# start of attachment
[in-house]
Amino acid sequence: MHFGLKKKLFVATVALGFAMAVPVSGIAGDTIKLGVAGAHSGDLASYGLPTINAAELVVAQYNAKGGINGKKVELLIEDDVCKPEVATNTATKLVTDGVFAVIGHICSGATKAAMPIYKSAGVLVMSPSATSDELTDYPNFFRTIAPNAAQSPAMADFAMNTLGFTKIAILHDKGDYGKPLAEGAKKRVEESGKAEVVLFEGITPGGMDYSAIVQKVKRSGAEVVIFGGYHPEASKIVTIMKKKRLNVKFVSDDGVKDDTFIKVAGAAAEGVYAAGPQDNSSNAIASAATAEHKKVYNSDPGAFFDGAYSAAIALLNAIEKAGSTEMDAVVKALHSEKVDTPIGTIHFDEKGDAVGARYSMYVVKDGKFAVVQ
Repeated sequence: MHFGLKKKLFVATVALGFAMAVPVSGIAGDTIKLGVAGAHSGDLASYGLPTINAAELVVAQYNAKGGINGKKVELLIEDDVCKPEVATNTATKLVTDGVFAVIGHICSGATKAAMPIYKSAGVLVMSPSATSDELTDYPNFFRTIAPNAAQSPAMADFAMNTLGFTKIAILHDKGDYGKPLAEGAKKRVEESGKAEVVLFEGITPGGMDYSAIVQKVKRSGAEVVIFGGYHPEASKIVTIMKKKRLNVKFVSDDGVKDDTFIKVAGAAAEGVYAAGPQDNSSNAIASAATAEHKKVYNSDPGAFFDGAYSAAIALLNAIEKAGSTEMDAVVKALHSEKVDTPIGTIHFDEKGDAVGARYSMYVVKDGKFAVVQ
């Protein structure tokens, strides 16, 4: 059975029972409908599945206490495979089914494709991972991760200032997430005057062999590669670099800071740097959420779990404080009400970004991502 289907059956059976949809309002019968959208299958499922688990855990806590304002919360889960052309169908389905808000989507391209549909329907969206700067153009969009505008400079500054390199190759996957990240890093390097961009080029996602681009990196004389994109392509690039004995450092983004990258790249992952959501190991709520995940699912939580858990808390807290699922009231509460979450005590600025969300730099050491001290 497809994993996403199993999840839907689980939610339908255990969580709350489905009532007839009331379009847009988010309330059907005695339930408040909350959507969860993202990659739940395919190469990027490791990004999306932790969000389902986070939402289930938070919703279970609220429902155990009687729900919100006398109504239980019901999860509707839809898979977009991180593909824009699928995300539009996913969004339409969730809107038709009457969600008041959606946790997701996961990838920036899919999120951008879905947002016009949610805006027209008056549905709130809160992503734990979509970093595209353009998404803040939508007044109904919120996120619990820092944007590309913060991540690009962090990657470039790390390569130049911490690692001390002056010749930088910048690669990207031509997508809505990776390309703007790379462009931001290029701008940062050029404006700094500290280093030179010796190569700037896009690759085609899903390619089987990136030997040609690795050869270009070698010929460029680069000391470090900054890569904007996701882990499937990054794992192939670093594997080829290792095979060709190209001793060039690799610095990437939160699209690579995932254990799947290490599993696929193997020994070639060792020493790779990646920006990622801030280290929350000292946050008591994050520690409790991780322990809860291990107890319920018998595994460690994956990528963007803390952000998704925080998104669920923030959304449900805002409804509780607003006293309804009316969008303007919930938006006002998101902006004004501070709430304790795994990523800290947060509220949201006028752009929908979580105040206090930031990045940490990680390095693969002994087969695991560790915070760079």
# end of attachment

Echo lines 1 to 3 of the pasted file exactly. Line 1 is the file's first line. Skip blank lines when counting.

[in-house]
Amino acid sequence: MHFGLKKKLFVATVALGFAMAVPVSGIAGDTIKLGVAGAHSGDLASYGLPTINAAELVVAQYNAKGGINGKKVELLIEDDVCKPEVATNTATKLVTDGVFAVIGHICSGATKAAMPIYKSAGVLVMSPSATSDELTDYPNFFRTIAPNAAQSPAMADFAMNTLGFTKIAILHDKGDYGKPLAEGAKKRVEESGKAEVVLFEGITPGGMDYSAIVQKVKRSGAEVVIFGGYHPEASKIVTIMKKKRLNVKFVSDDGVKDDTFIKVAGAAAEGVYAAGPQDNSSNAIASAATAEHKKVYNSDPGAFFDGAYSAAIALLNAIEKAGSTEMDAVVKALHSEKVDTPIGTIHFDEKGDAVGARYSMYVVKDGKFAVVQ
Repeated sequence: MHFGLKKKLFVATVALGFAMAVPVSGIAGDTIKLGVAGAHSGDLASYGLPTINAAELVVAQYNAKGGINGKKVELLIEDDVCKPEVATNTATKLVTDGVFAVIGHICSGATKAAMPIYKSAGVLVMSPSATSDELTDYPNFFRTIAPNAAQSPAMADFAMNTLGFTKIAILHDKGDYGKPLAEGAKKRVEESGKAEVVLFEGITPGGMDYSAIVQKVKRSGAEVVIFGGYHPEASKIVTIMKKKRLNVKFVSDDGVKDDTFIKVAGAAAEGVYAAGPQDNSSNAIASAATAEHKKVYNSDPGAFFDGAYSAAIALLNAIEKAGSTEMDAVVKALHSEKVDTPIGTIHFDEKGDAVGARYSMYVVKDGKFAVVQ